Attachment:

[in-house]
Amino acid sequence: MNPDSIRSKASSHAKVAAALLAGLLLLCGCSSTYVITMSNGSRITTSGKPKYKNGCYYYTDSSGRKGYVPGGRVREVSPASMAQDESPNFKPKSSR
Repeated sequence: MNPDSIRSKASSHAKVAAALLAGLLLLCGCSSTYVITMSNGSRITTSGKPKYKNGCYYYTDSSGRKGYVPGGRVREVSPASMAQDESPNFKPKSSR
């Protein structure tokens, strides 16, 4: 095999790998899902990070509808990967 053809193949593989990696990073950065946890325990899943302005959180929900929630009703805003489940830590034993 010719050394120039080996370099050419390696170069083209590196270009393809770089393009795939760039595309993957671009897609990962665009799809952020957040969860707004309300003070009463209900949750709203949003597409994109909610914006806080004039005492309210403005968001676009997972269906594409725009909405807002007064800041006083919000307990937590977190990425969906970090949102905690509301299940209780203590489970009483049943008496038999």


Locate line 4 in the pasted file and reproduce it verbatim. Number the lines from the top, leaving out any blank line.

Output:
């Protein structure tokens, strides 16, 4: 095999790998899902990070509808990967 053809193949593989990696990073950065946890325990899943302005959180929900929630009703805003489940830590034993 010719050394120039080996370099050419390696170069083209590196270009393809770089393009795939760039595309993957671009897609990962665009799809952020957040969860707004309300003070009463209900949750709203949003597409994109909610914006806080004039005492309210403005968001676009997972269906594409725009909405807002007064800041006083919000307990937590977190990425969906970090949102905690509301299940209780203590489970009483049943008496038999």